Is God of War better without Kratos?

, | Game reviews


There’s a certain comfort food quality to God of War: Ascension. It’s all very familiar, even though it’s pretty much run out of recognizable mythological trappings. The stuff I recognize is straight-up repeats from the previous games; the best of the rest of the stuff achieves a gratifying “WTF?” quality. The opening boss is named something like Heckle Donkies. He’s just a bunch of arms and a gross face that seems to have dropped in for a visit from Bayonetta. He’s funky, but ultimately no different from any other God of War boss. X X X X X X, circle circle circle circle, circle, square, X.

But what I like best about this newest God of War is how it’s willing to concede that Kratos is no longer what makes these games good.

After the jump, triangle, triangle, triangle.

Ascension isn’t as tactically gratifying as the latest Devil May Cry. The fighting has more of a splashy throwaway quality, often because it’s swallowed up by special effects or flailing character models or vast settings. God of War games love tiny Kratos in vast settings. Look how big this mountaintop temple is! It makes Kratos totally look like an ant! Is the fact that it’s hard to see what’s going on when Kratos is so teensy a gameplay shortcoming, or a philosophical statement about the insignificance of Man? Or am I just used to doing the camera myself in other games?

I mostly don’t mind. The stakes are low, the progress is inevitable, and the red xp chests are always backwards from where the camera wants you to go. Kratos gets to steal other people’s weapons temporarily. I suppose that’s new, or I forgot about it if the earlier games did it. Kratos himself doesn’t have much to say.

But the most pleasant surprise is how well God of War: Ascension works without Kratos. Early on, you stumble across some dude chained up in a prison. Heckle Donkies smashes the prison and just as he’s about to impale the hapless prisoner on his ginormous fingernail claw, the dude vanishes. Just ‘poof!’, and he’s gone, without explanation. Oh well, whatever. You continue on through the grand sets and familiar set pieces, a little traversal here, a new power there, yet another arena fight and boss battle, do you spend your red xp points on the lightning or the fire? Kratos is oddly muted throughout. I couldn’t really tell you what the story is supposed to be this time around. Something about the Fates. Didn’t God of War already do the Fates? Maybe that was the Furies? I can’t tell them apart. The Fates are buxom. I can tell you that much. There Will Be Breasts.

But when you enter the code for your online pass and then figure out how to get to the multiplayer — there is literally no indication on the main screen that there’s multiplayer, which you won’t find unless you accidentally move the analog stick to the right — you’re shown that early scene again. A random dude chained up in a prison, about to get impaled by the fingernail claw of Heckle Donkies, and then ‘poof!’, he vanishes.

And it turns out that dude is you! And now you’re picking the god you want to thank, presumably for rescuing you from death by Heckle Donkies. This god will be your class. Now you’re playing the quick multiplayer tutorial. And then you’re customizing your dude, picking his tattoos and armor color. Unlocking his powers, upgrading his equipment, finding bits of armor during matches, leveling up, spending points, and generally playing the sort of effective grind that makes good multiplayer these days.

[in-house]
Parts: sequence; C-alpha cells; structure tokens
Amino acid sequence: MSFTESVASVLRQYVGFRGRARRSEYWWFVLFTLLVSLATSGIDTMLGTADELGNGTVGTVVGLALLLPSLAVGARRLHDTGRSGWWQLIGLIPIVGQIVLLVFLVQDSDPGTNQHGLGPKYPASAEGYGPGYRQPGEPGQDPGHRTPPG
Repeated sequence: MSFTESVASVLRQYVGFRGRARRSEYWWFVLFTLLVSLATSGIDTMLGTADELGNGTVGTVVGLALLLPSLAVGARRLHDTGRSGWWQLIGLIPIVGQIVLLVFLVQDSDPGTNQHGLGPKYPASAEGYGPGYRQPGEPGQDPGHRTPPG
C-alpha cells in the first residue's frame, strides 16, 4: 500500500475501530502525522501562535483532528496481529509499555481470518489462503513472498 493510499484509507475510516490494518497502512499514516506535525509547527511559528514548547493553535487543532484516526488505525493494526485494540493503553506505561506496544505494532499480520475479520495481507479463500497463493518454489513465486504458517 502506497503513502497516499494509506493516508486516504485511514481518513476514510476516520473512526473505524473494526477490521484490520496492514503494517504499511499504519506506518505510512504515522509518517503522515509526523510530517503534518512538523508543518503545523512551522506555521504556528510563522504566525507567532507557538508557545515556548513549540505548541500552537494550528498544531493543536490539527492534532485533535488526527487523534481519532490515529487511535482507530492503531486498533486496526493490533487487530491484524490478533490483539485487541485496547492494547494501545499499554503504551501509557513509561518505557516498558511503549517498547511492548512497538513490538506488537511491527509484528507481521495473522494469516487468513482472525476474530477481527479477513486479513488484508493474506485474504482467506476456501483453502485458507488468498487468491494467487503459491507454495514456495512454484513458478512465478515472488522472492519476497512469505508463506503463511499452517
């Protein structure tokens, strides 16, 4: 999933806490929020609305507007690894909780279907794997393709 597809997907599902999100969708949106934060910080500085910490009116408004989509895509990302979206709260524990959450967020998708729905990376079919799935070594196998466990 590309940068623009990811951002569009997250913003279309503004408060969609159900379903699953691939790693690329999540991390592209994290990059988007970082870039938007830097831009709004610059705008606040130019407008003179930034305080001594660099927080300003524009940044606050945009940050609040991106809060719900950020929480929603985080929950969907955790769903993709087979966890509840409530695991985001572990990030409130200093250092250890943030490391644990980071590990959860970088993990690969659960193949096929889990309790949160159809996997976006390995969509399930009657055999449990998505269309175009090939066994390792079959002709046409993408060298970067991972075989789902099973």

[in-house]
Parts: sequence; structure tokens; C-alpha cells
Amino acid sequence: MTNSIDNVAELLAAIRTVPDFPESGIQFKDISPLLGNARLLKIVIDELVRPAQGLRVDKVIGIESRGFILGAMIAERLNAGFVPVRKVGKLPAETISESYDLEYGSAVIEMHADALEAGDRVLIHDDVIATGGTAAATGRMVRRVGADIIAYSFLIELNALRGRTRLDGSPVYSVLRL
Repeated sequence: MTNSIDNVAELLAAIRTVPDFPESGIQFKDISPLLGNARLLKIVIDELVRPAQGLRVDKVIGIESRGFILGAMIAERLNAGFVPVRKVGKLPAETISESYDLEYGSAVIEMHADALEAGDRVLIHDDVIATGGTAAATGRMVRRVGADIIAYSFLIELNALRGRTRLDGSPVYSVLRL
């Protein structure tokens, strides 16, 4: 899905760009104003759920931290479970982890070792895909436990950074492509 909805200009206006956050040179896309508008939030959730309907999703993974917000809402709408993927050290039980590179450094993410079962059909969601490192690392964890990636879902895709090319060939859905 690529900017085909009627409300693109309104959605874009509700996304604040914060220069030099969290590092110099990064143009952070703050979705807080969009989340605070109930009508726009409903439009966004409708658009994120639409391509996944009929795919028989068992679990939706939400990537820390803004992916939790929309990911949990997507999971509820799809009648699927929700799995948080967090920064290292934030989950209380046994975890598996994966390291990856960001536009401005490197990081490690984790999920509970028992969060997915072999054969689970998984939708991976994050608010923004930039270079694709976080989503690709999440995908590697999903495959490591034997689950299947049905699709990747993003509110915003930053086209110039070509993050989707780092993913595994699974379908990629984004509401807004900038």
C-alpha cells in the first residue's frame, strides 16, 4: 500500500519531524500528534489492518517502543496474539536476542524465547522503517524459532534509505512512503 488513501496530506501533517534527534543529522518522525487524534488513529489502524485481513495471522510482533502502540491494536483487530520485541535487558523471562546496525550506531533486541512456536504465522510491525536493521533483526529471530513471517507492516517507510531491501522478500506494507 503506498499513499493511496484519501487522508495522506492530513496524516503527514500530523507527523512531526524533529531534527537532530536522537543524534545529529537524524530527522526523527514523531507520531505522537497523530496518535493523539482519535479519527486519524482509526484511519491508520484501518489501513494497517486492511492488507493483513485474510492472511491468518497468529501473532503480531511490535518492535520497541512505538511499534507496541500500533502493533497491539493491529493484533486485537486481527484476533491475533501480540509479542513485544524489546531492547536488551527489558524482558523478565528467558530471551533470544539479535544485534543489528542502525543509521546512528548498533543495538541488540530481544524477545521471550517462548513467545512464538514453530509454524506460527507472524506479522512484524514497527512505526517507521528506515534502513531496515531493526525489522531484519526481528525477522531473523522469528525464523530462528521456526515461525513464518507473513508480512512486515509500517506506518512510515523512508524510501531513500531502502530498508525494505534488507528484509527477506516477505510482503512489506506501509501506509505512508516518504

Beyond not being Kratos, my dude has an identity based entirely on gameplay. He worships Poseidon and therefore gets water and ice powers (I can change deities at will if I want to level up the other “classes”). He just unlocked the second tier of Poseiden weapons. I found some scorpion armor and Athena armor, but I’ve also upgraded my gladiator armor, so I have to decide which stats I want to focus on. For now, I’ll take physical resistance bonuses. I can’t upgrade my healing power any further until I get to level 20 (I’m level nine right now), so I might as well unlock and upgrade a few alternate relics, in case I want to use them. I have challenges to track, so I might as well top off my “play ten Trials of the Gods” matches for the xp reward.

As a multiplayer game, God of War: Ascension reminds me of Super Smash Bros. These are simple move sets, but with a variety of powerful special moves, and objects you can pick up in the arenas, and simple blocking/countering trumps, and a whole lot of splashy action going on that you don’t necessarily have to be good at. Watch the ring-outs! Persistence will get you kills and therefore xp. In some of the best modes, teamwork is what wins the match. There’s even co-op, which is shuffled into the quickplay rotation. The co-op is ruthlessly time-based, and I all too often get dropped into matches with players who don’t seem to understand that. Hurry up, dude. That clock at the top of the screen isn’t for show! The capture the flag mode, played on large maps with up to four players on each team, never seems to come up during quickplay, but it’s well worth searching out a match for how differently it plays. You have to experience the Labyrinth of Daedalus to see the true range of Ascension’s multiplayer.

There aren’t many maps, and there’s going to be a lot of repetition along the way. That’s just how this grind works. But it’s a new and effective hook for a familiar series, and I never expected I was going to take to it as happily as I’m taking to it. As for the single player stuff with Kratos? Whatever. I’m busy with my own personal god of war.

3 stars
Playstation 3